- Company to invest over 82 million Euro in sustainability actions by 2030
- The main objective is to continue production while protecting Brazilian biomes, especially the Amazon
- The program was designed in partnership with IDH and provides for sustainable livestock production, full traceability from birth to slaughter and inclusion of producers
Marfrig, one of the global leaders in the beef market and the world’s largest hamburger producer, today launched the Marfrig Verde+ Plan, which aims to ensure that 100% of the company’s production chain is sustainable and deforestation-free within ten years. The plan was presented to investors, customers, ranchers and environmentalists in Brazil and abroad during an online event on 23 July 2020, which brought together the company’s leading executives, representatives of the financial market and civil society. The plan was developed in partnership with IDH – the Sustainable Trade Initiative. Over the next ten years, Marfrig will invest 500 million reais (approx. 82.5 million Euro) in sustainability actions.
“We are absolutely convinced the future will be nothing but promising for those who embrace sustainability”, says Marcos Molina dos Santos, founder and chairman of the Board of Directors of Marfrig. “We are pioneers in our sector and, once again, we want to encourage the entire chain to make a commitment to sustainable development and to protecting our forests.”
The plan is based on the Produce, Conserve, Include (PCI) approach and goes beyond commercial relationships to link more deeply with the whole supply chain, thereby improving livelihoods and mitigating the risk of deforestation. This happens through simultaneous and integrated actions involving networking, partnerships with livestock farmers’ associations, civil society organizations and academia, as well as cooperation with the Public Ministry. Through publicly accessible platforms, stakeholders and the wider society will be able to monitor and verify the pace at which goals are achieved.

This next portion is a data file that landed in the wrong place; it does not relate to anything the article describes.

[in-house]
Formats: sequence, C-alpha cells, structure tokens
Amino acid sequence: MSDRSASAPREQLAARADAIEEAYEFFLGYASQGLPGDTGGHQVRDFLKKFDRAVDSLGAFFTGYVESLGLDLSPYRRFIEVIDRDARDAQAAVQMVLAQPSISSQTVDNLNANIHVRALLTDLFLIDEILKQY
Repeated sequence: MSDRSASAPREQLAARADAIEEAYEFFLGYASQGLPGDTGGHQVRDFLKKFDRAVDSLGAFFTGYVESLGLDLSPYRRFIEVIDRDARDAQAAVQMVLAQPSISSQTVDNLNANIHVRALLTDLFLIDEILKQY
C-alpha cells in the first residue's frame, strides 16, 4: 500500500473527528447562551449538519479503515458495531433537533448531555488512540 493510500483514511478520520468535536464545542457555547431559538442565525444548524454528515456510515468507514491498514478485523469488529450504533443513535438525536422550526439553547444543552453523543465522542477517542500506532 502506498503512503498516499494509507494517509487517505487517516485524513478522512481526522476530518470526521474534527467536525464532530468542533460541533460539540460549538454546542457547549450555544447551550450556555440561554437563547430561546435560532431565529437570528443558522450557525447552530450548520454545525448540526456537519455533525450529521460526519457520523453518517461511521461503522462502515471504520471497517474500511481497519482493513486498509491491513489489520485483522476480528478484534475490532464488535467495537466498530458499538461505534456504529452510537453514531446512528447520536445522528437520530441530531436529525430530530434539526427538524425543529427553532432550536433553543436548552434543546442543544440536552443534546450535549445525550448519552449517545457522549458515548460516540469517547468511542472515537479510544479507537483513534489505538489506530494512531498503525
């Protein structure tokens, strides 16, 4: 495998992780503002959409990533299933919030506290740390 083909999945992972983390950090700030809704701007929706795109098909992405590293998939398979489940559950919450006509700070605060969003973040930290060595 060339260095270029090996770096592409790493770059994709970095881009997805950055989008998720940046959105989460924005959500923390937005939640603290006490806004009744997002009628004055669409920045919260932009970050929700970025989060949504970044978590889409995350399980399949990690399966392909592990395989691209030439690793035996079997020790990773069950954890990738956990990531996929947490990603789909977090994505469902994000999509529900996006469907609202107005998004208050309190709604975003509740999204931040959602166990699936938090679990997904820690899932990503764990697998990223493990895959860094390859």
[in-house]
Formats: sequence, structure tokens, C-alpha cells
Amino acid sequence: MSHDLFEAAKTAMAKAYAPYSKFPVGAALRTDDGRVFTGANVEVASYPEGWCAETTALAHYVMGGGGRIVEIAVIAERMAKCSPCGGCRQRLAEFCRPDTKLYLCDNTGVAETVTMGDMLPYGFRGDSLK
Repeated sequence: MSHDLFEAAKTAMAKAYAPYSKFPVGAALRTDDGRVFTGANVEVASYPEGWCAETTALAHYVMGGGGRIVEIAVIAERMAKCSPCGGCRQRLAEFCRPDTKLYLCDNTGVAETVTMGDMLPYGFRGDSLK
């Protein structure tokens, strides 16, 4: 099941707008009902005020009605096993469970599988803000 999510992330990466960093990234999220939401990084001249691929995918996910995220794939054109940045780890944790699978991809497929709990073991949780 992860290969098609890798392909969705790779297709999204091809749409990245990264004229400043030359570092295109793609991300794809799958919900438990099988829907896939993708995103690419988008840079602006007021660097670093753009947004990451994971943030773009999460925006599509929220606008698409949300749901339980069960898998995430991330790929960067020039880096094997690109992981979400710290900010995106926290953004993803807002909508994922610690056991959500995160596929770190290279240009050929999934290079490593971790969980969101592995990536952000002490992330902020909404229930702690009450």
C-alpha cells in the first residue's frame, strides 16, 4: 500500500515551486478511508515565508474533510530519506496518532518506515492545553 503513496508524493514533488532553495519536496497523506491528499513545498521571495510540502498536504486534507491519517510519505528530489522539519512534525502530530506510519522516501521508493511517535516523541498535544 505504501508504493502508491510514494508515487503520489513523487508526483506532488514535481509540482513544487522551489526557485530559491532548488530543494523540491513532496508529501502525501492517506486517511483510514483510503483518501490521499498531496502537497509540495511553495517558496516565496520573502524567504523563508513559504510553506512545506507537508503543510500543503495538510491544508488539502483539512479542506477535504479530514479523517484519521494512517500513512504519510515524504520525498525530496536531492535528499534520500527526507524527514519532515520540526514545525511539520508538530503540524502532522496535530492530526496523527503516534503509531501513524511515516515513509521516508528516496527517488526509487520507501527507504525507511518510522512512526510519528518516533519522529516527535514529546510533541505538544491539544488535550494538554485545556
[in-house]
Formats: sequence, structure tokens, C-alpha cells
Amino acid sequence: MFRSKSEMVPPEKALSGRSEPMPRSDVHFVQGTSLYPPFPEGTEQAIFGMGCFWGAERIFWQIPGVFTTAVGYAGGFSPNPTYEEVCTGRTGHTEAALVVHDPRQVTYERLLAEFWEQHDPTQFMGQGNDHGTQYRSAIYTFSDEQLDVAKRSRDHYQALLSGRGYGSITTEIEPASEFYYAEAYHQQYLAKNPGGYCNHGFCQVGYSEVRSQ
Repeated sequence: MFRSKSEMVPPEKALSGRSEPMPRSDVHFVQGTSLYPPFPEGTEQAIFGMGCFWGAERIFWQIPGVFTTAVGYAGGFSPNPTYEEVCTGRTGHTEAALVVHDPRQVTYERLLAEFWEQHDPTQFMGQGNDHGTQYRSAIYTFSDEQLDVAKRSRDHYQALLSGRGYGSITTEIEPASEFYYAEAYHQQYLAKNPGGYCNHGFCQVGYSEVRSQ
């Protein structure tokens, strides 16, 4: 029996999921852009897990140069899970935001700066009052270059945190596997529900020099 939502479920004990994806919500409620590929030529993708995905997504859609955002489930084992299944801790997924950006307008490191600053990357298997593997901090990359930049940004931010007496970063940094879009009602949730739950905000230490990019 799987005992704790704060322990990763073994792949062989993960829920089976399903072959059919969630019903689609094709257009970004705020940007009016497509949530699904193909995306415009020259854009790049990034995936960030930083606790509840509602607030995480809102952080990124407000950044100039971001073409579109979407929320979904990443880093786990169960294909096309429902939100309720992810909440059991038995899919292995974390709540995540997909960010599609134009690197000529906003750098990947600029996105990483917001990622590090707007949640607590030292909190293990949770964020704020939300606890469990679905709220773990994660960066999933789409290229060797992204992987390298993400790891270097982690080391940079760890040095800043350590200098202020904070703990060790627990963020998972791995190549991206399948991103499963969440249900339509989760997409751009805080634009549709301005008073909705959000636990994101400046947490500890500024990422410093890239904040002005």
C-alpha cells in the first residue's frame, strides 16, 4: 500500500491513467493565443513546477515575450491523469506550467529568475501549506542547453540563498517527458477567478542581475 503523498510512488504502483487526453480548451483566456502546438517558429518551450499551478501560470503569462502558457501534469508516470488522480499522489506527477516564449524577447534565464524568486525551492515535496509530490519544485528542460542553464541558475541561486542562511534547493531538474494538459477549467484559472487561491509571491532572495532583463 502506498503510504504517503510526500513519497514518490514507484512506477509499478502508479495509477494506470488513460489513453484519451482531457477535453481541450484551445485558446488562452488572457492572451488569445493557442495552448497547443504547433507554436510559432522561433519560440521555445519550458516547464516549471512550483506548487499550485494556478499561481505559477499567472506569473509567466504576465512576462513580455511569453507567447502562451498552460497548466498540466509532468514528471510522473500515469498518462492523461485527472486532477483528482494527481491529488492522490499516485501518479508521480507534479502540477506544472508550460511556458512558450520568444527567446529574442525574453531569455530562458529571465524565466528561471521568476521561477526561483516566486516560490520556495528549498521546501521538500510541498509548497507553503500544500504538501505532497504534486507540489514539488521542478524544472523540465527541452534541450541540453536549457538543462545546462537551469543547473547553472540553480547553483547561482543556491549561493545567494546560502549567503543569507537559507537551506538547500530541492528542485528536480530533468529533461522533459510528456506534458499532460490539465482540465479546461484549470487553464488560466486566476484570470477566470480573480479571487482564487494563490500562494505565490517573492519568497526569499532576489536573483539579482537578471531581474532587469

By 2022, all of Marfrig’s systems will be adapted to control the supply chain and mitigate risks. Later this year, the company will launch the Risk Mitigation Map for Indirect Suppliers, a tool that juxtaposes maps of native vegetation with others of livestock production. This will make it possible to determine areas of greater or lesser risk of suppression of biodiversity. Furthermore, a satellite geo-monitoring system, which is currently in use for the Amazon, will be adapted to monitor the Cerrado biome as well by the end of 2020.
Between 2022 and 2025, Marfrig will lead the reintegration program for excluded producers if they can meet the company’s sustainability criteria. A technical assistance, intensification and restoration program will also be put in place involving improvement of pastures, animal nutrition and genetic improvement. Support for the IDH-led Sustainable Production of Calves Program in Mato Grosso will contribute to building these technical assistance models. Additionally, Marfrig and IDH are working with financial institutions to develop loans to support ranchers in financing the changes needed to make their production more sustainable.
100% traceability of production chains in the Amazon
By 2025, the goal is to achieve full traceability of Marfrig’s supply chain in the Amazon. In the next ten years, the company will do the same with the Cerrado and other biomes, thus achieving zero deforestation by 2030.
For the program to gain scale and speed, Marfrig will cooperate with the other members of the production chain: producers, government, companies in the sector, civil society, customers, investors and banks.
“We believe that with a long-term program for the livestock value chain in Brazil, and with the right technical support such as genetic solutions and accessible credit, sustainable and inclusive calf-raising can be competitive and can improve farmers’ livelihoods,” says Daniela Mariuzzo, Executive Director for IDH Brazil. “To date, we have seen an increase in productivity, income has been generated for families, and incentives to convert areas of native vegetarian into pastureland have been minimized.”